The Japanese parents who apologise for their children
Apologies are common in Japan, indeed it is virtually a cliche about the country. But 2016 has seen some controversial public acts of contrition - notably parents standing up before the public to say sorry for their adult children's alleged criminal offences.
Yuzuha Oka explores what lies behind this phenomenon.
Japan's corporate apology culture is already well known and deeply rooted.
Many people will be aware of the shazai kaiken, or "apology press conferences", where business chiefs read a profoundly apologetic statement lowering their heads and bowing deeply to their audiences.
But what are less known are the public apologies given by Japanese parents called on to stand up and be accountable for the actions of their children - no matter how old they are.
In late August, actress Atsuko Takahata delivered an emotional apology for her 22-year-old son, who was arrested over an alleged sexual assault. He was released without charge, but before the process even began his mother stood up to tell the public that she must hold partial responsibility for any alleged actions.
It echoed a 2013 apology by TV presenter Mino Monta, who even resigned from his shows when his 31-year-old son was arrested over an attempted theft.
"I feel a moral responsibility as a parent," Mr Mino said at the press conference.
But this public ritual is by no means confined to celebrities. In July, after the shocking mass stabbing of 19 people at a home for people with mental disabilities in Sagamihara, the offender's father issued an apology statement at his workplace.
Years earlier, in 2008, when a 25-year-old man killed seven in a crowded Akihabara shopping street his parents made an apology in front of their home.
"Our son has committed a grave crime. We sincerely apologise to those who were killed and injured," they said.
The press shutters snapped as the parents bowed.
While the parental apology in Japan is of course linked to the psychology of simply taking responsibility, it is also a custom that traces its roots back to the samurai era.
Known as the Enza rule, the punishment of criminals' family members took place in 15th and 16th Century Japan. The warrior samurai enforced their lords' reign over the peasantry by extending punishments to transgressors' families.
The notion of collective responsibility was extended even further during the Edo period, between the 17th and 19th centuries. Five neighbouring households were group into one unit and made responsible for each others taxes - and crimes.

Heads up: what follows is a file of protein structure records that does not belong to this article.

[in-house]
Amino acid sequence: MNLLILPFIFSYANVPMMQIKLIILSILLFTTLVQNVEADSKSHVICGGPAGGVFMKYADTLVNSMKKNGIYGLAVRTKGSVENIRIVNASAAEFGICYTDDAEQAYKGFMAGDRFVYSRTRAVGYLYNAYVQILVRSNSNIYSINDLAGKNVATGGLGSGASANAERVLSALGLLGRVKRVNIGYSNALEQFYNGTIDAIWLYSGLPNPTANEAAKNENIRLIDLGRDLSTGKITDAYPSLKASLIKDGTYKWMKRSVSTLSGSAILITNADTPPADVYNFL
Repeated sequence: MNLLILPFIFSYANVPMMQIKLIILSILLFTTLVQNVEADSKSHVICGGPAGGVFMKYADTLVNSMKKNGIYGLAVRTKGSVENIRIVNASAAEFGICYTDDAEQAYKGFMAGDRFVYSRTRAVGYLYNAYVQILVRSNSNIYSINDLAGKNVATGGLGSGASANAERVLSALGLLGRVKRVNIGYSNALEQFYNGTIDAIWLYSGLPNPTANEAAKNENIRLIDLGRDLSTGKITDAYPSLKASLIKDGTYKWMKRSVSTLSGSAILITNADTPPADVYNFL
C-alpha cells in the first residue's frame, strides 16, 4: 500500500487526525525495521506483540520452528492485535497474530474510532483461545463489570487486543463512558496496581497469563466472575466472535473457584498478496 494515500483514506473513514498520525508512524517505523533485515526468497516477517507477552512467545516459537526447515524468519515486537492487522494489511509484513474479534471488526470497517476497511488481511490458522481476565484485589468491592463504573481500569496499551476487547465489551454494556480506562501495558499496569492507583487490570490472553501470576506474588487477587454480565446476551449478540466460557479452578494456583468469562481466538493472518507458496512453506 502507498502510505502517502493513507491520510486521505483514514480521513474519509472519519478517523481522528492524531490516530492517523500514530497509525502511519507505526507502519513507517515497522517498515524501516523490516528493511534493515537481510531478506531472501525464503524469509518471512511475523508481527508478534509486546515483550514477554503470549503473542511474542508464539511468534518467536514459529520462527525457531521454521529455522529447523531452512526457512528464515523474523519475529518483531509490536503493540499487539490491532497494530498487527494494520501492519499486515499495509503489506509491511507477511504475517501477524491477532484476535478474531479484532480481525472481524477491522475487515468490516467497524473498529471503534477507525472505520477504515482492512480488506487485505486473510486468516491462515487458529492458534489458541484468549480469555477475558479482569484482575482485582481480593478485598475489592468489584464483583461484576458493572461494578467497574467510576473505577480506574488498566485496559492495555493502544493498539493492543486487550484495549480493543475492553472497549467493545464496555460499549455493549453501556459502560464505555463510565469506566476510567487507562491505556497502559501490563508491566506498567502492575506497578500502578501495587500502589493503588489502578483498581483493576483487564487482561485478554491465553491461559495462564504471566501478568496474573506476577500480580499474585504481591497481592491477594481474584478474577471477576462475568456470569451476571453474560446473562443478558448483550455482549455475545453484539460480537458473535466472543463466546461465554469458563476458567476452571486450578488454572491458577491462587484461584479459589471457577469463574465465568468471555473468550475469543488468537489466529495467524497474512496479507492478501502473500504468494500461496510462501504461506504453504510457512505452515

Penalties were meted out to the entire unit if anyone committed an offence.
Although the law was abolished when the Edo period ended in 1868, its legacy encouraged a mindset of being responsible for "seken", or "the public", says sociologist Naoki Sato, professor emeritus at Kyushu Institute of Technology and an expert on seken studies.
He explains that seken is a notion very particular to Japanese society, where people are expected to follow a number of unspoken rules to live in harmony. One of them urges a criminal's parents to feel responsible for seken even when they did nothing wrong themselves.
He also points out what he says are differences between Japanese and Western parent-child relationships. While parents in Western countries see their children as individuals, Prof Sato says Japanese parents tend to think of their children more like their possessions, and feel that they own their children's misbehaviour.
Famous Japanese apologies
- In 1998, popular Japanese actress Yoshiko Mita apologised on behalf of her son when he was held over a drug offence. She also voluntarily stayed off the television for ten months.
- Earlier this year actress Reiko Takashima faced reporters on behalf of her husband, Noboru Takachi, who was arrested on a drugs charge. In her apology, she said she bore responsibility for "being his wife".
- Japanese pop star Minami Minegishi shaved off her hair in 2013 as an apology after she was caught spending the night with her boyfriend. Her girl band AKB48 has a strict policy against dating.
Certainly it is rare to hear of parents apologising for the sins of their children globally.
When two students at the University of Oklahoma triggered a storm by reciting a racist chant, one of their parents issued a public apology. It was seen as remarkable enough that at least one commentator wrote an opinion piece asking if parents should apologise more for their children's actions.
But in Japan the pressure to atone for the sins of your relatives can be so strong that families are sometimes hounded by journalists and vociferously condemned by the public.
In the 2008 Akihabara stabbing case, the criminal's younger brother was reported to have committed suicide after suffering stress, having been chased by the media even after moving and changing jobs several times.
And Ms Takahata's apology spurred a debate on whether parents should be held so responsible.
When TV Asahi's Morning Show asked 50 people on the street about the case, 60% answered "it's his own problem, not his mother's".
A similarly mixed reaction was also found on social media.
"I'm fed up with an apology when someone has not done anything. I want them to either urge their grown-up son to take responsibility or raise him up once again from zero," said one user on Twitter.
Japanese youth are certainly concerned with taking control of their own lives but the culture of "shazai kaiken" and taking responsibility for seken is still deeply rooted in society.
So you can expect more apologies.